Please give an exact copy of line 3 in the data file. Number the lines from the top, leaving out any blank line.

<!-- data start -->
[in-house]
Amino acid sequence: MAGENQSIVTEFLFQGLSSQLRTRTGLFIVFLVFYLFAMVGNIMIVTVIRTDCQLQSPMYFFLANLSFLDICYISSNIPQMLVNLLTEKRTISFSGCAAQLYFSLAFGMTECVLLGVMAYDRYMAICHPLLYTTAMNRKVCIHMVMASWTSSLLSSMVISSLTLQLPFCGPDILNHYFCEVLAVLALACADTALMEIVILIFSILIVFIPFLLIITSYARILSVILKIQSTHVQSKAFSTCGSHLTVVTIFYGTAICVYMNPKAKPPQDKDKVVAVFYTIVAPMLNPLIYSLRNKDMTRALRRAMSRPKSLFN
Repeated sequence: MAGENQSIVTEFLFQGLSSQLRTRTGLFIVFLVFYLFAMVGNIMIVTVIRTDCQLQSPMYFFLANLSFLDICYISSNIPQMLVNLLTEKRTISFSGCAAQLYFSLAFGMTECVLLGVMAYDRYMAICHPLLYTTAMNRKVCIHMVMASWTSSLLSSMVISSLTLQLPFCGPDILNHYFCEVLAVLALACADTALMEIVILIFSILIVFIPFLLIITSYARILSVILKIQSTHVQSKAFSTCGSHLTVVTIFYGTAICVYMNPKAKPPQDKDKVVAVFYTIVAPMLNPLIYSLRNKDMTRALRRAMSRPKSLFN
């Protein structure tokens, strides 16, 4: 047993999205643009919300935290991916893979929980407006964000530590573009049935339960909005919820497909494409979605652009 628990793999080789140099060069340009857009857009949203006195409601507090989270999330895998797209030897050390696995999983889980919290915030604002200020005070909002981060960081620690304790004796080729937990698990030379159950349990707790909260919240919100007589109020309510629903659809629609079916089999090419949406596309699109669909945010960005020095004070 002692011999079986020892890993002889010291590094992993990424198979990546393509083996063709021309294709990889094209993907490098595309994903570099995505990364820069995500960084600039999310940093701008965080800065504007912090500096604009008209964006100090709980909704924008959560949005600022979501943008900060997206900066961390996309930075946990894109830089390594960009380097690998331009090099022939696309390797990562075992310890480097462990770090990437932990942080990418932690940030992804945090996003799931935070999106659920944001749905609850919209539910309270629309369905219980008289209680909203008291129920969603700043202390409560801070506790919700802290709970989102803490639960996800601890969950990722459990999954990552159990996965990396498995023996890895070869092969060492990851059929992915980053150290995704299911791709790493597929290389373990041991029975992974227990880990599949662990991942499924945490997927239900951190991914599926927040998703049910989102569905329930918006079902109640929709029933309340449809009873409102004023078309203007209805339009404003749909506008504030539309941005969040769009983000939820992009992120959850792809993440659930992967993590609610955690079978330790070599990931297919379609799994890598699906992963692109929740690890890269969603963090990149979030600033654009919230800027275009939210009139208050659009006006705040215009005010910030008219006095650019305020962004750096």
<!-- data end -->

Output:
Repeated sequence: MAGENQSIVTEFLFQGLSSQLRTRTGLFIVFLVFYLFAMVGNIMIVTVIRTDCQLQSPMYFFLANLSFLDICYISSNIPQMLVNLLTEKRTISFSGCAAQLYFSLAFGMTECVLLGVMAYDRYMAICHPLLYTTAMNRKVCIHMVMASWTSSLLSSMVISSLTLQLPFCGPDILNHYFCEVLAVLALACADTALMEIVILIFSILIVFIPFLLIITSYARILSVILKIQSTHVQSKAFSTCGSHLTVVTIFYGTAICVYMNPKAKPPQDKDKVVAVFYTIVAPMLNPLIYSLRNKDMTRALRRAMSRPKSLFN